Updated: Sep 29, 2021
Today, we share a story about a woman we will call, to protect her safety and dignity, Goodness. This seems an appropriate name considering the horrors she has endured and any goodness that could come from helping her find a new life.
Goodness needed to report her story to support her immigration case but, unable to read or write, I helped her write the affidavit often asking, “Do I understand correctly?” or “What do you mean by that?” Goodness was born to an extremely poor family in an African village. “We had nothing,” recalls Goodness.
Her family could not afford to buy food so usually they were starving. Enduring starvation, bodies stop regulating temperature, then kidney failure, and eventually death. Goodness found her parents dead when she was only 15 years old. She described how none of the children had anything: no clothing, no shoes, no food. Goodness had bare feet until she was 16. My own teens came into self-awareness about being judged by other kids as different long before they were 16. As privileged people we worried more about fashion, affordability, or that they grew, and their pants stopped covering their ankles. But they had clothes and they had shoes.
Goodness explained, “We had no house. We constructed sleeping places from thatch and bamboo under bushes.” She explained that “My parents passed away because of poverty” keeps echoing in my thoughts. As a parent myself I know the sacrifices I’m willing to make for my children. I imagine the reason Goodness survived is because her parents gave her their food and sheltered her with their bodies.
Goodness was 15 when she left Africa to escape death from poverty which was the fate of her parents. Her stepbrother helped her leave. She spent every penny she had, borrowing from others in her village, selling everything of value to get on a plane and fly to the U.S. She had no money, no resources, no job.
After arriving, following a long wait, she finally received permission to work. And work she does. She works and works and works but cannot save anything. Now, nearly 60, Goodness reports that the poverty situation in Africa has not improved. She has children in Africa. “I do not want them to be there,” she says. She sends them every extra penny she makes to pay for food and a room she rents for them. Goodness is their only help. “Our family is all gone,” she says. She lives with the crippling fear that her children will be taken. This happens in her country, particularly to the young and comparatively healthy.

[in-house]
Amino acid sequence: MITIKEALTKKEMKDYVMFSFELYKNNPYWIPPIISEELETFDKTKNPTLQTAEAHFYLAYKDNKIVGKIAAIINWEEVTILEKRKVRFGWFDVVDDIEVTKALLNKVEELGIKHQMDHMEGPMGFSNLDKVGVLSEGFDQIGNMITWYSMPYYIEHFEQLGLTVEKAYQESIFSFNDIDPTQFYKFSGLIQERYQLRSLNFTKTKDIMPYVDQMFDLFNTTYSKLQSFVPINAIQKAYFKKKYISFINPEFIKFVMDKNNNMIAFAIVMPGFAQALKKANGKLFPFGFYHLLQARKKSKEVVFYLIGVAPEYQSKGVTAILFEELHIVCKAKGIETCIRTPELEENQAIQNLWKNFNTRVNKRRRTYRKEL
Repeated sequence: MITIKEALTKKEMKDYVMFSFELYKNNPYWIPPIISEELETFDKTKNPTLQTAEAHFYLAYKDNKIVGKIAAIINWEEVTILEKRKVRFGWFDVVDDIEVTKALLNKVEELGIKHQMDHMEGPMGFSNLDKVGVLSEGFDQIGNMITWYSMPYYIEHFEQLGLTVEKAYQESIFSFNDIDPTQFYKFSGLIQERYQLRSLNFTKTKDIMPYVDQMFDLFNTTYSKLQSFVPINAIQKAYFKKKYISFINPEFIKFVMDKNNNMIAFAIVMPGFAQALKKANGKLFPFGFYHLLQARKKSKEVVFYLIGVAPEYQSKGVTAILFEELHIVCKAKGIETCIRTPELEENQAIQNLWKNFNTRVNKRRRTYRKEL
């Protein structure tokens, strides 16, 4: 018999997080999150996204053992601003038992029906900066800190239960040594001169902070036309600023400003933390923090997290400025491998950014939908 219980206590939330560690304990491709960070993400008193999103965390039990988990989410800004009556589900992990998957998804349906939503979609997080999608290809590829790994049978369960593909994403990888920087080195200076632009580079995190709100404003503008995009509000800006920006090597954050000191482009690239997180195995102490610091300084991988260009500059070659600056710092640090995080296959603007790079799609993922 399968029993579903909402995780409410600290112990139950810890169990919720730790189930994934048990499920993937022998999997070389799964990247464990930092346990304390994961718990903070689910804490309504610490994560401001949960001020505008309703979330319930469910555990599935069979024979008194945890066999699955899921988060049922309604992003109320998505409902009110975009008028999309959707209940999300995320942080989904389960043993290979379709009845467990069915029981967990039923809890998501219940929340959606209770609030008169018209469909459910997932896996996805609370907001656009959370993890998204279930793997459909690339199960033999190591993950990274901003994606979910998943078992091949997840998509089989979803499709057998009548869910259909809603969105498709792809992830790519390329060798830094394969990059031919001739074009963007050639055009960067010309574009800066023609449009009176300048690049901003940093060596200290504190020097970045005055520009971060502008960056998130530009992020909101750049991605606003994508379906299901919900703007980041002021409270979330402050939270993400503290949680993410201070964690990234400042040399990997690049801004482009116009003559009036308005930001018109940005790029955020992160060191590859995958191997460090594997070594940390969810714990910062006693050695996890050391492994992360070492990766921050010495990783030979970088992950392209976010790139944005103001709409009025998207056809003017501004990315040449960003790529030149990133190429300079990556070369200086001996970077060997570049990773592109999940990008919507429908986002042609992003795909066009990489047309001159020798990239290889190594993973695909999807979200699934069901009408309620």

In the face of extreme poverty and the will to survive, people do unthinkable things. People disappear because they are killed for body parts that can be sold. Goodness also knows she cannot return. Africans still stuck in her home village severely punish people who escaped and return as they are now considered privileged. They don’t understand that she still struggles to survive in the U.S., how people here have taken advantage of her and how her life continues to be in grave danger.
Goodness arrives in the U.S., hungry and afraid. With no people to help or place to stay, people took advantage of her. Physically and psychologically confined, Goodness spent many months thinking she escaped death in Africa only to die here.
A local agency found Goodness a way out, beginning her case to stay in the U.S., and referring her to live at Sarah’s. Goodness says, “I was saved” which at Sarah’s means sleeping without worry of attack, eating healthily, without worry of shortage, and a trustworthy staff who treats residents with dignity.
Soon finishing proving her own case and hoping to have saved enough to bring her young adult children to the U.S., Goodness continues working and pursuing her health. Such a hardworking, caring woman, despite her illness Goodness works full-time in a cleaning job. Even during COVID-19, she continues her essential nursing home job, contributes $300 per month to the CSJs to support Sarah’s, and pitches in at home. The agency that referred her to Sarah’s will help her find family housing she can afford since the lowest private rate housing costs more than her monthly income. Bi- monthly Sarah’s residents reevaluate their goals, working always towards moving on.
“You come to Sarah’s in order to leave.”
At move-in, each resident signs an agreement including to move on within one-and-a-half years. This agreement may be extended if a resident’s goal work continues with good effort and she remains a supportive community member. A typical length of stay is three years. Staff support through life transitions continues after moving on.
“Sarah’s will always be your home.”
With economic and political conditions as they are, even with a few new housing providers helping asylees, the need is big enough that we work together. Sarah’s still serves individual women while other nonprofits serve women with children and men. Many of these programs were developed with Sarah’s as a model.
Sarah’s Director, Cheryl Behrent, reminisces: “When I started 13 years ago at Sarah’s, residents had limited access and knowledge about mobile phone and email devices and technology. Today, email and cell phone communication (especially for international calls with family) have become necessities for every resident. We helped many get established, teaching them to use the ‘new’ technologies. In 2020, we are beginning to view video conferencing as equally necessary and are mentoring residents to help them into this new age.”